Pay increases, job security and affordable healthcare versus the sustainability of an automotive superpower.
TV5 talked to an expert strategist and a state law maker to see where there's common ground in the UAW-GM talks.
“They have a problem that’s going to be tough to solve,” said Erik Gordon, business professor at University of Michigan.
Gordon said coming to an agreement won’t be an easy feat. Among the main sticking points is employee pay.
UAW workers feel they're not getting a big enough piece of the pie as company profits soar.
Senator Gary Peters said GM should share the wealth.
“General Motors has done very well in recent years and it’s very important for workers to also benefit from those years," Peters said.
Gordon said it's because GM is thinking about the future.
"Because GM is going to operate so differently,” Gordon said. “Yesterday’s profits are irrelevant to a contract going forward."
Gordon said it's the future of how cars are made that's stalling the GM side of negotiations.
“It’s probably the biggest change in how cars are manufactured in 80 or 90 years,” he said.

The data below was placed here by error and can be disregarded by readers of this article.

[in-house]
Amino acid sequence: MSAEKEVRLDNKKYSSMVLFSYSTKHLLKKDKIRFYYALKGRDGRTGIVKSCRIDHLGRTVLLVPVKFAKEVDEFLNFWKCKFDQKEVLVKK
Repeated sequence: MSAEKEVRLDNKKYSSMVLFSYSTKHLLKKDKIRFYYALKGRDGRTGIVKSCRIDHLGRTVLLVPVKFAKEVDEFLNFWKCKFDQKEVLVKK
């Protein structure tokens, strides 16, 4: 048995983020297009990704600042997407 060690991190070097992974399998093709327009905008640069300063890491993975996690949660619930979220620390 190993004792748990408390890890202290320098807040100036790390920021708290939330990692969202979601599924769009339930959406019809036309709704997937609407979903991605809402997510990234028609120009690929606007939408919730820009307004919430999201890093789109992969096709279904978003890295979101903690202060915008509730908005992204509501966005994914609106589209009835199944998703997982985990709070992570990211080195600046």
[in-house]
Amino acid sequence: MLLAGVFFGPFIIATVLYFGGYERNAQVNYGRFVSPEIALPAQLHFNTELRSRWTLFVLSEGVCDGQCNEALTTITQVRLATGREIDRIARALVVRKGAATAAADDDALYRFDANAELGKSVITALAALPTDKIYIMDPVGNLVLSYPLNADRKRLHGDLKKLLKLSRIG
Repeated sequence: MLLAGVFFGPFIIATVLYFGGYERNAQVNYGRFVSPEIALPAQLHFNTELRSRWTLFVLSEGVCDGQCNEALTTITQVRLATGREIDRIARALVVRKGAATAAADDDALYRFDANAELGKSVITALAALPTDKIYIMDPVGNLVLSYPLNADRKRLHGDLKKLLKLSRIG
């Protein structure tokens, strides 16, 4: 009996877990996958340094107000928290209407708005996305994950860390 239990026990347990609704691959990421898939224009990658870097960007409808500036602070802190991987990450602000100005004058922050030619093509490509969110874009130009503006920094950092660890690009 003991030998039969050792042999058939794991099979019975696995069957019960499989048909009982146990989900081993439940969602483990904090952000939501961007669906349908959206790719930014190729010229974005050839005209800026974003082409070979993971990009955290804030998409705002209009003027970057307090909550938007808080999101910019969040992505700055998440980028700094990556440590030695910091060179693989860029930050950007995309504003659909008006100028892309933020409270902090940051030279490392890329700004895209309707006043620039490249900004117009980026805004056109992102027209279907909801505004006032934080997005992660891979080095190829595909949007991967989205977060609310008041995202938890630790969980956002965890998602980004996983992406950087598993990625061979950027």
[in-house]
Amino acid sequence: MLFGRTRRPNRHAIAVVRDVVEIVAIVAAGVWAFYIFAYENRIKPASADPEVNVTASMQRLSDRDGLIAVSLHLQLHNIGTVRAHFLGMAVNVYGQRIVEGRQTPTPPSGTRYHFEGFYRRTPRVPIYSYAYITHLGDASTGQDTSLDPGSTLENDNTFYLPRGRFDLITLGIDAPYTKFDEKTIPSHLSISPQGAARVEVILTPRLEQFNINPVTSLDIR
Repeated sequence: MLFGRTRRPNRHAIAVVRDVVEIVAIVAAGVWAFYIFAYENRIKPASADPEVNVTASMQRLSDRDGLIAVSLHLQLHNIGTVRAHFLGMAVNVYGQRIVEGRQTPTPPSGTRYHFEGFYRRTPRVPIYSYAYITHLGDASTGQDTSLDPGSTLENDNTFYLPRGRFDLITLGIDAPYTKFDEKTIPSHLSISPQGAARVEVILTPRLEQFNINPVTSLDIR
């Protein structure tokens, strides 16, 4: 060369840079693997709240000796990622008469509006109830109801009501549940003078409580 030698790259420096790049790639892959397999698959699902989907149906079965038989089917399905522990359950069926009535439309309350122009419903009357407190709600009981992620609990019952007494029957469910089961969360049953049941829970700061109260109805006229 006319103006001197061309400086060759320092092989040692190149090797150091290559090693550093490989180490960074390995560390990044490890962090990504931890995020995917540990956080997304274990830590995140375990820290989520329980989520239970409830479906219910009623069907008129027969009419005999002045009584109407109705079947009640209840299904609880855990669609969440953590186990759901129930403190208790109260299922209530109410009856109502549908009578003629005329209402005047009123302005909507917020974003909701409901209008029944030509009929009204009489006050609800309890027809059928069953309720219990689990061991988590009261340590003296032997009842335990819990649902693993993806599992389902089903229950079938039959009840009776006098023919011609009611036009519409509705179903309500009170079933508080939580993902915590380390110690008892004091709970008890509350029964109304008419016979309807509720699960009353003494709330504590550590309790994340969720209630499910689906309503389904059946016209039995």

The other major issue is keeping or making more jobs in the US.
In a letter to GM employees today, the company said it's working to appease union members, saying in part that "Our offer commits to thousands of new jobs right here in the US and billions of dollars in new investments in our communities."
Gordon and Peters have very different views on that.
“It’s extremely important that when GM builds new automobiles, expand production they need to be doing it in the us,” Peters said.
"If GM agrees to bring all plants from Mexico to the us and produce every single vehicle here, it will be bankrupt in five years," Gordon said.
The UAW also released a letter today saying "It was our members and the American taxpayer who made their own sacrifices to protect this company in its darkest days. It’s time GM stops playing games and starts believing in and investing in the future of our members."